By Margueritte Licchiello WW — Guest Blogger
In my last blog, I promised to divulge the back story behind my gardening adventures.
It all began many years ago when I planted a minute garden in my yard and discovered, to my horror, that I killed anything I tried to cultivate. I over- or under-watered, or fed them too much or too little. I decided to take some courses following an Independence Day party at my home. During the festivities my uncle, an avid gardener with a neon green thumb, a riding mower and a few acres in the New Jersey countryside, exclaimed loudly, “That’s a fine collection of ragweed you got there in your window boxes.”
I had planted seeds and thought they were growing; instead, I was watering weeds. I was mortified. I ended up registering for classes at the NY Botanical Gardens University in the Bronx.
I learned many things in those classes, much of which I still use. The most important thing our instructor, Ralph Snodsmith, taught us was — plan and prepare. I learned that the plant you purchase hardly matters if the soil you place it in is not prepared for that specific plant. He described this bit of information as the most important gardening tip of all.
Snodsmith, who died in 2010, was one of the nicest people I’ve ever met. He absolutely loved gardening in a way I cannot comprehend. His enthusiasm was infectious; he made me feel like I could garden–so I have. Thank you, Ralph, from all of your fans and fellow gardeners.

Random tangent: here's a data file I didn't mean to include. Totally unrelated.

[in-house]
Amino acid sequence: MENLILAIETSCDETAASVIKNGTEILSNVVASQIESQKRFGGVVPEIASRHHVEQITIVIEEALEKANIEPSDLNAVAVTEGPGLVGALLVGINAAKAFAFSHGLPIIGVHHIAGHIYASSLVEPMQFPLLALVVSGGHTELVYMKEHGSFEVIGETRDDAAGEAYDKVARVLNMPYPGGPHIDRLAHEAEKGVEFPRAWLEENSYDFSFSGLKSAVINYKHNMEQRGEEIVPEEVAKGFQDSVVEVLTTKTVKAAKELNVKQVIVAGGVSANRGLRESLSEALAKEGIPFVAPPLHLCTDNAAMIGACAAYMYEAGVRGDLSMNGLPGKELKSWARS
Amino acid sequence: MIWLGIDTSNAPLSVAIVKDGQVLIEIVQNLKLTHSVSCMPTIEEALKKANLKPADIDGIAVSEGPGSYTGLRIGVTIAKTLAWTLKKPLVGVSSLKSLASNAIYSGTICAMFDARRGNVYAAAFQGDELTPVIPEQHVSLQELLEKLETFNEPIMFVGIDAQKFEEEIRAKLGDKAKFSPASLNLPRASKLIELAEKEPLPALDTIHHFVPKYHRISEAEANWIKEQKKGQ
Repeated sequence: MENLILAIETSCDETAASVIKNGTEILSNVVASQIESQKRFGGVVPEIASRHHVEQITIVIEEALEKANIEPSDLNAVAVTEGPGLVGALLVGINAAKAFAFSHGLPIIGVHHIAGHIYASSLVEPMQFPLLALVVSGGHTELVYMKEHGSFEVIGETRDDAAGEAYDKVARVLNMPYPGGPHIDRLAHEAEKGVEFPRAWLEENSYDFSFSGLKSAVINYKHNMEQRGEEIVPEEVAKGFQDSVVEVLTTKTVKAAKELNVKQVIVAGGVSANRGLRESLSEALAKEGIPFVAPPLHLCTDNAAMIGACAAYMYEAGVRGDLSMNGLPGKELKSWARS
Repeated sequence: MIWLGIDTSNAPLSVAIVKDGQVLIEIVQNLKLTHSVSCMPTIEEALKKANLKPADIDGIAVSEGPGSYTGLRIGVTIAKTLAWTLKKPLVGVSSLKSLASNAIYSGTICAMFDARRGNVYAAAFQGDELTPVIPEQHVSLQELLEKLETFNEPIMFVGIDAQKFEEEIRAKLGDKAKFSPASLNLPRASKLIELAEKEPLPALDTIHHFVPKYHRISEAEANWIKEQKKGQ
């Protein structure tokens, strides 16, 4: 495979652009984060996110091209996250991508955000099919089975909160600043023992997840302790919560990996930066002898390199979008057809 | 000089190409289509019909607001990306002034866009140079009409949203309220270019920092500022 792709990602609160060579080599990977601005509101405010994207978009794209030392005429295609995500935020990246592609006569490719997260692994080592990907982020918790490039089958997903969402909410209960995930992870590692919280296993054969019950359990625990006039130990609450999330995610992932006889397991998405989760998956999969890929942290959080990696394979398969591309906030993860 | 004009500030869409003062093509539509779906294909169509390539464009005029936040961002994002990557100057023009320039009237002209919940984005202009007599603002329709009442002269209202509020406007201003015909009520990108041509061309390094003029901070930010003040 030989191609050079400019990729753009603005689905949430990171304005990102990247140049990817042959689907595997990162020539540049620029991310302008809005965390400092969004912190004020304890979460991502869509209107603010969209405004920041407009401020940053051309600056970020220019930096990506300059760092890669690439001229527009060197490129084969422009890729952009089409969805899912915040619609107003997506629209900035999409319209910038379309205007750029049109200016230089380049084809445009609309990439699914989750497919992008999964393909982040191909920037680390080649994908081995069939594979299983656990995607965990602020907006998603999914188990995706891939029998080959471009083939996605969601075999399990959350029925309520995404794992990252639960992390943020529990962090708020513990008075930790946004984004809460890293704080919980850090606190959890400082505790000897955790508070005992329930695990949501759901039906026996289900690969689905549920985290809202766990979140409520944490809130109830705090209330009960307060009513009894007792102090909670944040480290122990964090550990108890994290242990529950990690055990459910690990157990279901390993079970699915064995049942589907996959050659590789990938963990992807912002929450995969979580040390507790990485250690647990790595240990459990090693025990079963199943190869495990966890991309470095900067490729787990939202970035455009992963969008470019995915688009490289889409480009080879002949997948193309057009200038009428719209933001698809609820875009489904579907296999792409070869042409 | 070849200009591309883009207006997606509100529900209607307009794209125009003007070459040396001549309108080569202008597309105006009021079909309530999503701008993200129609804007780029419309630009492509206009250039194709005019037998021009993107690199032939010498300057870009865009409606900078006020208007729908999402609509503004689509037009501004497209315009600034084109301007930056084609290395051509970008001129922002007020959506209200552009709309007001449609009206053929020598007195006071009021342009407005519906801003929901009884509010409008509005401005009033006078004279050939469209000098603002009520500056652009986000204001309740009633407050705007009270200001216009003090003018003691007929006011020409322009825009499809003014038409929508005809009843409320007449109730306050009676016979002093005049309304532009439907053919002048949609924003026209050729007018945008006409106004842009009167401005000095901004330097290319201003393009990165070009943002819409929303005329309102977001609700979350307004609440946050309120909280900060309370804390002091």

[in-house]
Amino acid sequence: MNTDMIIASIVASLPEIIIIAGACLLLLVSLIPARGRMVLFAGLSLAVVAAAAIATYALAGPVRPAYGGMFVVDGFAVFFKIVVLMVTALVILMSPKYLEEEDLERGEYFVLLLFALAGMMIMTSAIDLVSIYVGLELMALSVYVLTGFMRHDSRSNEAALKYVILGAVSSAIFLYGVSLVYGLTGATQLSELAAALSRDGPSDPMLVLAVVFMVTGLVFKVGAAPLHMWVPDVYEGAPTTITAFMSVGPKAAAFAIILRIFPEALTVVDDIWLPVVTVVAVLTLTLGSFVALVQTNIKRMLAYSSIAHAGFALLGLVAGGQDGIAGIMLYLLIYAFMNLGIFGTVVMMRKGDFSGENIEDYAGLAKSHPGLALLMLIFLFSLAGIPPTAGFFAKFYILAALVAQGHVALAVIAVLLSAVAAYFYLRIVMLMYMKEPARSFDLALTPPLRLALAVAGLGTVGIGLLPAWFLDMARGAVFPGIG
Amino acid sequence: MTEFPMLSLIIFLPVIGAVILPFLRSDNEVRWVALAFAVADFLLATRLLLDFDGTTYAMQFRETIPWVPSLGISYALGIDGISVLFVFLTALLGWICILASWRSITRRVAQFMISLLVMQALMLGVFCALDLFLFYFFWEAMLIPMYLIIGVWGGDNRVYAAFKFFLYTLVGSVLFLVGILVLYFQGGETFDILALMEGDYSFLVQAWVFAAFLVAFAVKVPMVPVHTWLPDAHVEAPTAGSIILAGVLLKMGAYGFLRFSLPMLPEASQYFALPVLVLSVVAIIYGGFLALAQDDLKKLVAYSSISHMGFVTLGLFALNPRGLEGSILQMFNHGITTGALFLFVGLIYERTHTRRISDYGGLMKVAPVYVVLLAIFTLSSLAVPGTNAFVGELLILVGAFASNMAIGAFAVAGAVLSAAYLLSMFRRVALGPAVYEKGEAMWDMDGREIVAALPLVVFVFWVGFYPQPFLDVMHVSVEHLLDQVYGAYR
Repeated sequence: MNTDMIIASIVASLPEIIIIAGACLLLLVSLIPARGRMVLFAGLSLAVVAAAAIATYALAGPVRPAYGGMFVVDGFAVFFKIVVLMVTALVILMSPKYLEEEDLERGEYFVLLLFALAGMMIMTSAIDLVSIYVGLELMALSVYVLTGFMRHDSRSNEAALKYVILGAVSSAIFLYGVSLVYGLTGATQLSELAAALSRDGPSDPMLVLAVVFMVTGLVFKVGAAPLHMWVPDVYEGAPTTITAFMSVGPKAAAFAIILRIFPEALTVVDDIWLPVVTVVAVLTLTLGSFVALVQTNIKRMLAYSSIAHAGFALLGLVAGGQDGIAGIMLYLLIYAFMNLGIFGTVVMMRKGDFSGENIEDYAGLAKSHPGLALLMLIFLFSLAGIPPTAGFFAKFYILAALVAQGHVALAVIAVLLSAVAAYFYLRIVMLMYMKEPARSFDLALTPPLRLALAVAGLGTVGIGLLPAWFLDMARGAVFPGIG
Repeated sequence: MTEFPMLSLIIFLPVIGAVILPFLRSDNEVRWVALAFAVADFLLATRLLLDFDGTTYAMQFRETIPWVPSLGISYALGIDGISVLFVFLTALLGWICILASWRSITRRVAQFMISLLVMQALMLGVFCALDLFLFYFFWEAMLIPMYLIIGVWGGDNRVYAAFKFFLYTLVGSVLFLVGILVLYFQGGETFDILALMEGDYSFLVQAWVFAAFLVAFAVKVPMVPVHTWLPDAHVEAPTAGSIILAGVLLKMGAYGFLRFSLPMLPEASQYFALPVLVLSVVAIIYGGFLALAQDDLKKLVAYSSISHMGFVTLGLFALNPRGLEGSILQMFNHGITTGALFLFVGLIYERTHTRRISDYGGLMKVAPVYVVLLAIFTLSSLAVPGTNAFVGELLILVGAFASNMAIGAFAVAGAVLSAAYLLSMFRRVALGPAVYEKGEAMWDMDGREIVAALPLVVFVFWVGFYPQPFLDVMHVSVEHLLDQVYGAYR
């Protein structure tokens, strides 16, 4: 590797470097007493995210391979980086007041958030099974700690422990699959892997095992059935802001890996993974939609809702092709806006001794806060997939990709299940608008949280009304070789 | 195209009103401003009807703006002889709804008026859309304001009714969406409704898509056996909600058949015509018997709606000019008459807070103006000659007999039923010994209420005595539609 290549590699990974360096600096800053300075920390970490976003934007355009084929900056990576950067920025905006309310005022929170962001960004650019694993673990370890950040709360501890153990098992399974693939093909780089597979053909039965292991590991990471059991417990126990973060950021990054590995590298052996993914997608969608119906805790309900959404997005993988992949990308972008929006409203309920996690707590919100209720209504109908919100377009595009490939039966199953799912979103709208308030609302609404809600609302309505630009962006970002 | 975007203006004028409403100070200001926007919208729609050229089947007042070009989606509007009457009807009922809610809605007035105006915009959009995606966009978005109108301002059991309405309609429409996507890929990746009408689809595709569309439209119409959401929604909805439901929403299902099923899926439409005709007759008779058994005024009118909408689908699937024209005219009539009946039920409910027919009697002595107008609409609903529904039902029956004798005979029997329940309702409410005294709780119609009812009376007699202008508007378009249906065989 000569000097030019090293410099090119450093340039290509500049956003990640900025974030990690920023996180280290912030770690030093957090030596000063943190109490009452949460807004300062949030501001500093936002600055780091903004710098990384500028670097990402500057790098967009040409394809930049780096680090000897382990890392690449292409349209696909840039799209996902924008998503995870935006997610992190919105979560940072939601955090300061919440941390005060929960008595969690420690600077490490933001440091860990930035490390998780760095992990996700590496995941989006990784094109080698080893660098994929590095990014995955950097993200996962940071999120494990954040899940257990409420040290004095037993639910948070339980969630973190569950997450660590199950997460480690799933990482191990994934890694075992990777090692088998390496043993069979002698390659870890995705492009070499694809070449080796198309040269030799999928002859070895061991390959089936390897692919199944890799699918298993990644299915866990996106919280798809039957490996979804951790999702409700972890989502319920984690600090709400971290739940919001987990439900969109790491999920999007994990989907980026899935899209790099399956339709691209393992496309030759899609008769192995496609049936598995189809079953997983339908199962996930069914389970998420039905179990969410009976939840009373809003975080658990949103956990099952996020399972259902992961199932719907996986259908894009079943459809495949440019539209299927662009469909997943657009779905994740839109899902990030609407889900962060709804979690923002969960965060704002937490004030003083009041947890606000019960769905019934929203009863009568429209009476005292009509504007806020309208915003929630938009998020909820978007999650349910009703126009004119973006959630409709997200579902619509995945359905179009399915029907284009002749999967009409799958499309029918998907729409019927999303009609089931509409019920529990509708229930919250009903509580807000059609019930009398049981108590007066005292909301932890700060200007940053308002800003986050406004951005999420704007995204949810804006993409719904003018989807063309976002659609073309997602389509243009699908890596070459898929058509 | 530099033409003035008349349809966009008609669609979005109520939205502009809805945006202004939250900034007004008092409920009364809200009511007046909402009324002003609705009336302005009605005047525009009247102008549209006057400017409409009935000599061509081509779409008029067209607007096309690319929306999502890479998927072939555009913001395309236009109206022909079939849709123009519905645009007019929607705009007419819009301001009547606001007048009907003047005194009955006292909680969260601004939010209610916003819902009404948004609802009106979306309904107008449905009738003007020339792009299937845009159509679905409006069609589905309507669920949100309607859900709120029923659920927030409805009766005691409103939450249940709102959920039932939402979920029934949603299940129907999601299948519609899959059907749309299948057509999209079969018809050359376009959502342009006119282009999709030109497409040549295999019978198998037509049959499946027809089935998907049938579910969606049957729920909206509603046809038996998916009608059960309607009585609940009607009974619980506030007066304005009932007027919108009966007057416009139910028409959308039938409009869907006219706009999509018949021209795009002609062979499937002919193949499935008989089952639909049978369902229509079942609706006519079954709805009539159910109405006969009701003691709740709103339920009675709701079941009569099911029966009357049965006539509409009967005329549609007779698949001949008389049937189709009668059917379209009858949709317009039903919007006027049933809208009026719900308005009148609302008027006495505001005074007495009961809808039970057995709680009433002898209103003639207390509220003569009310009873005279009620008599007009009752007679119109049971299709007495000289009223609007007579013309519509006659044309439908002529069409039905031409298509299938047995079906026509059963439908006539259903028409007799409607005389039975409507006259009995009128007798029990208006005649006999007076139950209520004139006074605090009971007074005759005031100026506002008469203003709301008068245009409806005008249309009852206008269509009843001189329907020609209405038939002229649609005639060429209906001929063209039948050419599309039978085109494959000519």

But I digress. When I originally moved to Pleasant Valley from Yonkers, I purchased a quaint, run-down, 200-year-old house on two acres. Looking out through the bay windows at the overwhelming expanse of messiness, I again felt the need for education.
I took refresher classes at the Cary Institute for Ecostudies. This time the subject matter was soil, insects and other equally interesting and disgusting things. It did help; I only lost one plant out of many. In the first three months, the new plantings required watering for two hours a day. Did I mention that these plants were spread out over an acre of land?
This job included some hose watering but mostly moving oscillators because I couldn’t afford sprinklers. I despised every moment of it. However, everything turned out great. I loved it, and the neighbors raved about the results. That is precisely my point: Although I did not enjoy any of the planting or the work, I loved the results. I have always been results-oriented. I work for the payoff. It is who and what I am.
Well, the lessons learned from my experiences are the same for gardening as anything else in life:
- If you want to learn something new, first choose a good method, teacher or role model.
- You can start simple and make it big if you stick to it and do it right.
- Whether or not you enjoy something, you can excel at it and reap the benefits.
- Hard work is worth the effort and does not go unnoticed.
- Small changes can be the beginning of huge or infinite results.
- Having a variety of experiences and sitting on a patio ledge with your laptop may “cultivate” into an interesting story.
Happy Gardening!! Happy Life!
Margueritte Licchiello WW is a writer, real estate professional, property manager and broker. You can reach her at [email protected]